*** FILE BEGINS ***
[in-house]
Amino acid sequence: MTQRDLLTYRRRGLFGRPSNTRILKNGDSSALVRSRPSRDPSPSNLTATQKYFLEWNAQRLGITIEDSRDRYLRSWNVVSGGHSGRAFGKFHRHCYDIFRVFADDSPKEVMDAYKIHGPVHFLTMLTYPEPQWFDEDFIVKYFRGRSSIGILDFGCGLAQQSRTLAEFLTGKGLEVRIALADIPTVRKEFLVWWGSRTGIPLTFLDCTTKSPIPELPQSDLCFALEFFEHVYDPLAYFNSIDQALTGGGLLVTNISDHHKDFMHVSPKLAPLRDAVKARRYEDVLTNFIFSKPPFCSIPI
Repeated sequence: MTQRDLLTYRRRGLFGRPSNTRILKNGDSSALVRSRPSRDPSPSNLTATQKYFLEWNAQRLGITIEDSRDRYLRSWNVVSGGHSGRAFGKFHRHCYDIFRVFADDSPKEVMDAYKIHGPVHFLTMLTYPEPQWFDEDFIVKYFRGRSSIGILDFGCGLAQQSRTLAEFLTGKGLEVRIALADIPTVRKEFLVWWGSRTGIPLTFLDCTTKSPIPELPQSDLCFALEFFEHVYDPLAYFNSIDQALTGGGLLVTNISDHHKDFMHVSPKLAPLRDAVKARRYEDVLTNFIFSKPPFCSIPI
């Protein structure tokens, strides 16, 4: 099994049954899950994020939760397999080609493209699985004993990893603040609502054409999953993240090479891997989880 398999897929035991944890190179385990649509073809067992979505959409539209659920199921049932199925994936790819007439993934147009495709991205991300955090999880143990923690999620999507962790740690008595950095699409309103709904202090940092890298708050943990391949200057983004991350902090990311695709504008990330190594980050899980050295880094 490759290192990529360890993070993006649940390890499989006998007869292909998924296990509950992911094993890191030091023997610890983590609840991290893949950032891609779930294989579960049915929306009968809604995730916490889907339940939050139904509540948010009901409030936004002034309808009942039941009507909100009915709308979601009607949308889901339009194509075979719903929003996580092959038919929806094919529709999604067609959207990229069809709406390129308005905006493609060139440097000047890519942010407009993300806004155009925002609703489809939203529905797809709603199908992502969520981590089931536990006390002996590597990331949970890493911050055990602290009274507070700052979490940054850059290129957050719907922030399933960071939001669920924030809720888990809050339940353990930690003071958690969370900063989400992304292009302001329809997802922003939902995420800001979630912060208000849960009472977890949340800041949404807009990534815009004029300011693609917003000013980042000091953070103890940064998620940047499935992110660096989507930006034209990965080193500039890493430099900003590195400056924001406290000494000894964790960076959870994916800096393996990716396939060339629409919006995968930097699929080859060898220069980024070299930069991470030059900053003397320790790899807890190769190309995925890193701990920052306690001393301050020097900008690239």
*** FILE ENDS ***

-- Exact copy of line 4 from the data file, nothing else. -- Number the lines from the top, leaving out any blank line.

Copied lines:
């Protein structure tokens, strides 16, 4: 099994049954899950994020939760397999080609493209699985004993990893603040609502054409999953993240090479891997989880 398999897929035991944890190179385990649509073809067992979505959409539209659920199921049932199925994936790819007439993934147009495709991205991300955090999880143990923690999620999507962790740690008595950095699409309103709904202090940092890298708050943990391949200057983004991350902090990311695709504008990330190594980050899980050295880094 490759290192990529360890993070993006649940390890499989006998007869292909998924296990509950992911094993890191030091023997610890983590609840991290893949950032891609779930294989579960049915929306009968809604995730916490889907339940939050139904509540948010009901409030936004002034309808009942039941009507909100009915709308979601009607949308889901339009194509075979719903929003996580092959038919929806094919529709999604067609959207990229069809709406390129308005905006493609060139440097000047890519942010407009993300806004155009925002609703489809939203529905797809709603199908992502969520981590089931536990006390002996590597990331949970890493911050055990602290009274507070700052979490940054850059290129957050719907922030399933960071939001669920924030809720888990809050339940353990930690003071958690969370900063989400992304292009302001329809997802922003939902995420800001979630912060208000849960009472977890949340800041949404807009990534815009004029300011693609917003000013980042000091953070103890940064998620940047499935992110660096989507930006034209990965080193500039890493430099900003590195400056924001406290000494000894964790960076959870994916800096393996990716396939060339629409919006995968930097699929080859060898220069980024070299930069991470030059900053003397320790790899807890190769190309995925890193701990920052306690001393301050020097900008690239």